Detached From Society
Chris Chandless was an adventurer. He loved the fact that each day he had the possibility of being exciting, different, or even dangerous. Chris was different in the way he wanted to experience life. He wanted to be alone and took no joy in the various human relationships that he had developed in his travels. Chris showed that he was a loner and did not value these relationships by his disregard for normal society and only took pleasure in challenging himself.
Once Chris had left Atlanta he decided that he would head out with no itinerary or map and just play his journey by ear. He lived for the thrill of the unexpected. While in Carthage he met Wayne Westerberg. Westerberg said, You could tell right away that Alex was intelligent (18). This proves Chris was extremely intelligent but that caused problems for him in normal society. He could not understand how the monotonous grind that people went through could be enjoyable. In his mind there was nothing better than being out in nature alone trying to survive- not a nine to five. He also could not understand how people could treat each other the way they did. Westerberg said that Chris, Sometimes tried too hard to make sense of the world, to figure out why people were bad to each other so often (18).
Chris did actually enjoy Carthage, but it was because of the very place that Carthage because it was off the beaten path. Jon Krakauer describes it as, a back eddy, a pool of jet stream beyond the pull of the main current (18). Chris did not fit into society and could not handle the connections with people. When he was younger and had had enough money he purchased a 1982 Datsun that got him though college. After graduation Chriss parents attempted to buy him a new car and Chris declined, not only did he decline but this actually insulted him later he said, I cant believe theyd try and buy me a car, he later complained in a letter to Carine (21). Chris could not handle connections. He did not want a new car, gifts, or anything because this meant that there was a emotional tie with the giver. When he was packing up the Datsun soon after graduation Krakauer describes Chris as feeling like:
At long last he was encumbered, emancipated from the stifling world of his parents and peers, a world of abstraction and security and material excess, a world in which he felt grievously cut off from the raw throb of existence. (22)
Soon after leaving home he would have to abandon his beloved Datsun. This should have been devastating considering the fight that he put up over his parents trying to buy him a new car, but actually a huge weight had been lifted off of him. At last he felt free.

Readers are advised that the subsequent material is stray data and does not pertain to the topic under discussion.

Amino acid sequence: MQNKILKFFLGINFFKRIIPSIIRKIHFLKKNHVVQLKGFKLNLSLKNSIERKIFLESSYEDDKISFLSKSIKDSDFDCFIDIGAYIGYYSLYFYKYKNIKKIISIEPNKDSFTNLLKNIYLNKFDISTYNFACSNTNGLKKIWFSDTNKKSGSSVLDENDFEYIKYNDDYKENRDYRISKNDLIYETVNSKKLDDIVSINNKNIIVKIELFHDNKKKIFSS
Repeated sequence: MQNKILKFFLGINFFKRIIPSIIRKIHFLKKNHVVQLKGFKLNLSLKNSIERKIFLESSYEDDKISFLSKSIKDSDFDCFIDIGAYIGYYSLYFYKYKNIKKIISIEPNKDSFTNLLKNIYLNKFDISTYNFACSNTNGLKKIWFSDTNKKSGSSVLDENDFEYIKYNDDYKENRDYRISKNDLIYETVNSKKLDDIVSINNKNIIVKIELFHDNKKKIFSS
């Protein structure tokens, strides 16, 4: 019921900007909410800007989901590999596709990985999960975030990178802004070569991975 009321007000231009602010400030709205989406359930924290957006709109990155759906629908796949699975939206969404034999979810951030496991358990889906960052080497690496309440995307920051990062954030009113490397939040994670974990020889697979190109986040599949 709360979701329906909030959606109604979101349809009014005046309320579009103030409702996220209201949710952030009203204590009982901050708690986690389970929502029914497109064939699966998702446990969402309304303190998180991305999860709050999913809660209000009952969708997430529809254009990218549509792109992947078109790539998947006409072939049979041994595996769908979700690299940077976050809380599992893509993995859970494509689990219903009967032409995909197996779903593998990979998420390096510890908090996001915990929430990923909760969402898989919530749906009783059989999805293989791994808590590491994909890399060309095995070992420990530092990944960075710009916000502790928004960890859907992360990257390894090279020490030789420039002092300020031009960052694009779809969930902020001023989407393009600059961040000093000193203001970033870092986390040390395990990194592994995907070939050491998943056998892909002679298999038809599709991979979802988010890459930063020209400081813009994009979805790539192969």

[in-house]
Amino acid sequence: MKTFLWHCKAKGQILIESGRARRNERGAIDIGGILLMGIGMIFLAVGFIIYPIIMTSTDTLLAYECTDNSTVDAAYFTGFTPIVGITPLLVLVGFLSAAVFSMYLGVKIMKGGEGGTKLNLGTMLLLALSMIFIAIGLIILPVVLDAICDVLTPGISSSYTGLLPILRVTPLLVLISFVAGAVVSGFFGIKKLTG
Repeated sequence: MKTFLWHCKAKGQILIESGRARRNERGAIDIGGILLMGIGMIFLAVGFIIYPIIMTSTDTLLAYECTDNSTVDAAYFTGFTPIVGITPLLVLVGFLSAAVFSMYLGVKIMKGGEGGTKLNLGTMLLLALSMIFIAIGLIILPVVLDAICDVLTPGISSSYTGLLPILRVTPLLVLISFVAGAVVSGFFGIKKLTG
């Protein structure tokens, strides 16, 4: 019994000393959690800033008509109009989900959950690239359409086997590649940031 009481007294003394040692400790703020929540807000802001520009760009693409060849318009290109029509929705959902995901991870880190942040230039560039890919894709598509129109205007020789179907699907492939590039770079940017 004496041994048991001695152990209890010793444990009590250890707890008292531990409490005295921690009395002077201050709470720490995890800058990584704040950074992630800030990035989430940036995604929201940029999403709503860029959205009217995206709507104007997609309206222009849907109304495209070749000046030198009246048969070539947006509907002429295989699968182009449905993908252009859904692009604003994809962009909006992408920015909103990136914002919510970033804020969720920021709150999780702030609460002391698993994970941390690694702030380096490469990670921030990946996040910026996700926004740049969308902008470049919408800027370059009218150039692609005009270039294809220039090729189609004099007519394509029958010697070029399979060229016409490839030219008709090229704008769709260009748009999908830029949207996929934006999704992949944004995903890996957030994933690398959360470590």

In Jon Krakauers book Into the Wild describes Chris as being exhilarated. That he saw this as a chance to be free. He knew that at this point he could completely disappear from his parents and society. He took the Virginia plates off the car so that it could not be identified and so that his parents would not be informed. Then he decided to burn all the money he had been given ultimately detaching him from society. He then explored the west for two months, spellbound by the scale and power of the landscape, thrilled by minor brushes with the law (29)
This shows that for the first time the only thing that had truly made him happy was solitude and knowing that he was on his own. Now Chris could enjoy the wild and his many challenges that would present themselves.
Chris would travel all over the country from this point meeting many different people. This was different from how the normal person would create a relationship. He used these relationships for his greater goal. His only goal was Alaska. That was the only thing that meant anything to him, and if someone could help in this goal then he would accept their attention for as long as he could use them. One of Chris McCandlesss hardest relationships was with an old man that he met in Salton City named Ron Franz. From the beginning Chris was just hoping into another strangers truck for a ride home. The problem was that this man ended up taking a liking to Chris. Chris though was still just moving right along using this man to help his journey; and not in a bad way. This just helped pass the time. There was not the same emotional connection, bound between Chris and Franz, as there was between Franz and Chris. This is shown later when Chris leaves Salton City Krakauer writes:
McCandless was relieved to be on his way north, and was relieved as well- relieved that he had again evaded the impending threat of human intimacy, of friendship, and all of the messy baggage that comes with it (55).
He could not handle nor did he want to have human relationships; they were just not what his soul craved. The only satisfaction he could achieve was the challenge of the road and the solitude of the wild. His detachment from society was his ultimate pleasure. Just the knowledge that he was off the grid gave Chris the power and freedom that he needed.